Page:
One of the joys of being a beginning teacher is that you get to do a lot of observations of other teachers doing their thing. While it is awesome seeing master teachers doing their thing, it can also leave you feeling a bit stink.
For most of last year I was convinced that a quiet classroom is the way to go.
And yes those classrooms with kids quietly hunched over their desks is oh so appealing as beginning classroom especially in contrast to your own class which is loud and active.
However are quiet classes really great places for learning? Why do assume that in order to be productive learners students must sit in silence. After all tests are taken in silence yet when you look around you’ll often find students unengaged and bored out of their brains. Does a noisy classroom indicate off task behaviour and a lack of learning?
Because we also know that learning is a social and active. Collaboration requires talking and might require you moving to collaborate with different people depending on your needs.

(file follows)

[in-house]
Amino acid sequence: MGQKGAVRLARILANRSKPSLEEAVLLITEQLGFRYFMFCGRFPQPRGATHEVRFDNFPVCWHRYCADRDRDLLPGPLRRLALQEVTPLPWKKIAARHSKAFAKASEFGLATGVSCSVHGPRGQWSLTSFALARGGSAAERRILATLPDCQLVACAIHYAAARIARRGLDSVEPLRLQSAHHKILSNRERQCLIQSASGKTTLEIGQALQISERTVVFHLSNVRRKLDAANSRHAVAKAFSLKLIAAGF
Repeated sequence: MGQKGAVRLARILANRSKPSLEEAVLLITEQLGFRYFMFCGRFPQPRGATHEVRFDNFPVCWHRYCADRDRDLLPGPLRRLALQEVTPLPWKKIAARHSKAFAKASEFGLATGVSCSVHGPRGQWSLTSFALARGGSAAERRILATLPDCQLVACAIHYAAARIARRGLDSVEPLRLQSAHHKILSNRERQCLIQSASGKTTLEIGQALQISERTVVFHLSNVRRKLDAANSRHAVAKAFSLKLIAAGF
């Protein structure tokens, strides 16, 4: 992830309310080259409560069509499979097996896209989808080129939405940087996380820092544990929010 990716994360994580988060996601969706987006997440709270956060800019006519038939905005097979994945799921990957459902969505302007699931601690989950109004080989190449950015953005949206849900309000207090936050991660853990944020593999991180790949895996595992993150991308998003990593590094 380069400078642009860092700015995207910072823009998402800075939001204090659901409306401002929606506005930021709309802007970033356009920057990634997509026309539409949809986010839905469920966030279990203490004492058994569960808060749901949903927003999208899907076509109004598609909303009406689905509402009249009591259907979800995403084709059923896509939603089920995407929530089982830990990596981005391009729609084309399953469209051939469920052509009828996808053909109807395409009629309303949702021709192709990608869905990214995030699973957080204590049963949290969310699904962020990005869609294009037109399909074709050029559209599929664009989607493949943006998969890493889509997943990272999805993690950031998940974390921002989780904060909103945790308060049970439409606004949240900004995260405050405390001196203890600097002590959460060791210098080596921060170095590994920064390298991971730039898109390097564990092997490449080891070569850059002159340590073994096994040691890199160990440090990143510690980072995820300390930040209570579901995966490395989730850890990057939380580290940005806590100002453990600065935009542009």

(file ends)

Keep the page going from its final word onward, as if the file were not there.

As with everything in education a bit of a balance.
Some kids thrive on active, noisy, social learning while others prefer quiet, individual forms of acquiring new knowledge. The classroom has to have room for both and every shade in between.
Moreover learning to change your behaviour depending on the situation is actually an important life skill. That there’s times when you can be loud and boisterous and others when you take your volume down a few notches. It’s those lessons within lessons that we often overlook in schools.
In my class the Daily 5 tends to be quiet while topic work tends to be louder group work. Last year the class watched the TED talk and it actually led to a really interesting discussion about how there are kids in the class who find social learning exhausting and do need periods of solitude in the day to renergize.
The extroverts in the class might not fully understand the needs of the introverts and vice versa yet.
But learning to bring out the best in others in a skill everyone, not just teachers, need.